'We have moved quickly to address some of the issues in the report, and we have already produced a draft action plan.
'Youth work will be an important part of the new Children's Services Directorate, and there is a determination to build on our strengths and improve in the areas found wanting.
'We have just appointed a Principal Youth Officer, Joe Elston, and he will drive things forward.'
The Youth Service is a partnership between the LEA sector and Voluntary Youth Services.
Inspectors found that in the best work young people achieve at a high level and make good progress. Accreditation programmes for the Duke of Edinburgh's Award and the Youth Achievement Award enable young people to develop new skills and knowledge.
Young people value their improvement and attend on a regular basis. There is a broad range of provision that responds to a variety of young people's needs.
Staff are committed, enthusiastic and have appropriate qualifications. Clear strategic direction is laid out within a comprehensive Service Plan so senior officers and members are self- critical and understand the challenges ahead for it to become a good service.
High quality in-service training is available and leads to professional development. The Head of Service has provided good support and work in partnership is a strength. Clear strategic direction is set out in a comprehensive Service Plan.
The quality of youth work is unsatisfactory and too many sessions lack a clear purpose. There is insufficient stimulation and a predominance of recreational activity. The overall quality of curriculum and provision is unsatisfactory and the management of the curriculum lacks co-ordination. Premises often have poor access and there is a legacy of low core funding.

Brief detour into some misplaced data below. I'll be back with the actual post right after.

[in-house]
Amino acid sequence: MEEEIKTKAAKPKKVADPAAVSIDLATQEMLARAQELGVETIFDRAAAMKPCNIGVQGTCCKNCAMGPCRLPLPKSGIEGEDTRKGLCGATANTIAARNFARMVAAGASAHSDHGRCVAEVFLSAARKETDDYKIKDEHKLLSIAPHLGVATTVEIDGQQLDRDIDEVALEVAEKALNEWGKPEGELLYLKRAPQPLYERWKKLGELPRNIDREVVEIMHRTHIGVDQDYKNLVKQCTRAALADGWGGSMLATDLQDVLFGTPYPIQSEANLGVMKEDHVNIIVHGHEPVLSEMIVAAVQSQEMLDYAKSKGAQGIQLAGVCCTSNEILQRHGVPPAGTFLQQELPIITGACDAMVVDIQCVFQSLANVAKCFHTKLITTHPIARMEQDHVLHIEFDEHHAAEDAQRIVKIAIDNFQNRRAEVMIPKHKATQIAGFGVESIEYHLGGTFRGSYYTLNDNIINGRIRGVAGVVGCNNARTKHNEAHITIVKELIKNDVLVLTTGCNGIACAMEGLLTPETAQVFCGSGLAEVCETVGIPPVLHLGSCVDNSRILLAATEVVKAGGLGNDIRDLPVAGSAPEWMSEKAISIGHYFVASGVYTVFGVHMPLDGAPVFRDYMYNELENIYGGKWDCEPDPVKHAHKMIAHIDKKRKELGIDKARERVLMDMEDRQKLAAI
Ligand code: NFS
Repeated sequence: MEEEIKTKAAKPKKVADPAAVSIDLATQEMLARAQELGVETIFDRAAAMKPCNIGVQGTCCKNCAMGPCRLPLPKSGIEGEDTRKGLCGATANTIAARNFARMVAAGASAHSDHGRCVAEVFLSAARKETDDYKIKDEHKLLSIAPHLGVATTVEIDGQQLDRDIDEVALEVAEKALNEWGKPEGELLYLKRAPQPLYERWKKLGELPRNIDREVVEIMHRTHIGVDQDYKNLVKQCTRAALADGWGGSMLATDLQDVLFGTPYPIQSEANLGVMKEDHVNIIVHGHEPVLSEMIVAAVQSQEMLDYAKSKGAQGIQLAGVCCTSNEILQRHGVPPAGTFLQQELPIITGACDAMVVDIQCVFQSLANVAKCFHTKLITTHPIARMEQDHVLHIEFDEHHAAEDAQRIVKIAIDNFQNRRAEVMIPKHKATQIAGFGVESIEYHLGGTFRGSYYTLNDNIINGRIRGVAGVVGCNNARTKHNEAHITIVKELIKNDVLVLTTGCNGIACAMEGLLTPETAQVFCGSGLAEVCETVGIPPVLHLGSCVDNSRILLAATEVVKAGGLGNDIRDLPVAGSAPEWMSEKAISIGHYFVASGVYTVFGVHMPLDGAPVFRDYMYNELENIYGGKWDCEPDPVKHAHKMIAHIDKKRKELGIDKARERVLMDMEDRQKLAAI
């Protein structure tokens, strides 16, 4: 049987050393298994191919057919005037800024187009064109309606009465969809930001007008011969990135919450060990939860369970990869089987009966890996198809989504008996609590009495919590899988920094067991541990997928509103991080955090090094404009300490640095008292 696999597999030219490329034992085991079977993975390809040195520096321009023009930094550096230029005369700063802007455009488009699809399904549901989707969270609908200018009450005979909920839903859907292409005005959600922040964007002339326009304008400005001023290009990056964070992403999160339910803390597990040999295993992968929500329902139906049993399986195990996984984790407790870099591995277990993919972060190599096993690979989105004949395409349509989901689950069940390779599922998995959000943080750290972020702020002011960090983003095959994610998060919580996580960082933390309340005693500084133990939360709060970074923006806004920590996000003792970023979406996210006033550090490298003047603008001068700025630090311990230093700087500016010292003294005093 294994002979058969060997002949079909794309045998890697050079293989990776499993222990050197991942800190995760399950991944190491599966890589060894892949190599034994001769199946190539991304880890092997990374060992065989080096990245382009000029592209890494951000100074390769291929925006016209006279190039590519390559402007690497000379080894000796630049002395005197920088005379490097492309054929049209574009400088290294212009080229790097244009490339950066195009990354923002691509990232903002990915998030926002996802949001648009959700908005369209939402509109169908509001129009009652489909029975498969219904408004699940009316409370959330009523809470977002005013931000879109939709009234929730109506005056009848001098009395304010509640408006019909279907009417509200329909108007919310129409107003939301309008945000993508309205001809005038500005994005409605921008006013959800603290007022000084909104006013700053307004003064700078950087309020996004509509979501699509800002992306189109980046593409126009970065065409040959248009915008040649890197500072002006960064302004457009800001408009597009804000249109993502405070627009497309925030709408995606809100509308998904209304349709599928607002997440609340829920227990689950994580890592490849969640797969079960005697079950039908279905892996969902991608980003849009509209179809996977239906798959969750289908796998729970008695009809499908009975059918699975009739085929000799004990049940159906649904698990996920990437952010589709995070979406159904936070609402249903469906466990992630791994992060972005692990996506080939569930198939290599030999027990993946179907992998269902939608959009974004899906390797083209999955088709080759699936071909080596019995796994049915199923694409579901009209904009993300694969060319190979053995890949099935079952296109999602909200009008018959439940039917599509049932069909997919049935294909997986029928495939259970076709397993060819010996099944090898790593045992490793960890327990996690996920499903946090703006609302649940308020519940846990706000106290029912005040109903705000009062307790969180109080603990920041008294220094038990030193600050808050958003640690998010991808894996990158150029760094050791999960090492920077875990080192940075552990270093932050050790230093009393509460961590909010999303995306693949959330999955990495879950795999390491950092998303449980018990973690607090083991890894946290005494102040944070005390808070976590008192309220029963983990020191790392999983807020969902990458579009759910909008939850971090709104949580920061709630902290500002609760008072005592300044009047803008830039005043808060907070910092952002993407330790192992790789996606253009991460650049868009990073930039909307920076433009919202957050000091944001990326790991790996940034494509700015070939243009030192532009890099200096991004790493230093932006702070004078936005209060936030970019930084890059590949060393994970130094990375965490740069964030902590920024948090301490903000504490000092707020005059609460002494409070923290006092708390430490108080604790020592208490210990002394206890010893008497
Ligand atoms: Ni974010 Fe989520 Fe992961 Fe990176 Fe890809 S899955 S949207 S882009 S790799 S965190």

The inspection report recommends that the Council should review the local core funding for youth work and should ensure there are sufficient staff and resources to meet the aims and priorities of the Youth Service Plan.
It says the service should raise the standards of achievement and provide young people with more opportunity to gain accreditation and qualifications. The report adds it is important to improve the quality of youth work practised by ensuring all sessions are planned and evaluated, and that challenging targets are negotiated with young people.
The inspectors consider there is a need to provide more support for curriculum planning and to improve resources, especially to equipment. There is also a need to improve management oversight to control accountability and to ensure that the assessment of need and young people's involvement in decision making inform the development of the service.
The report suggests there is a need to ensure that quality assurance and management information systems are robust and used effectively.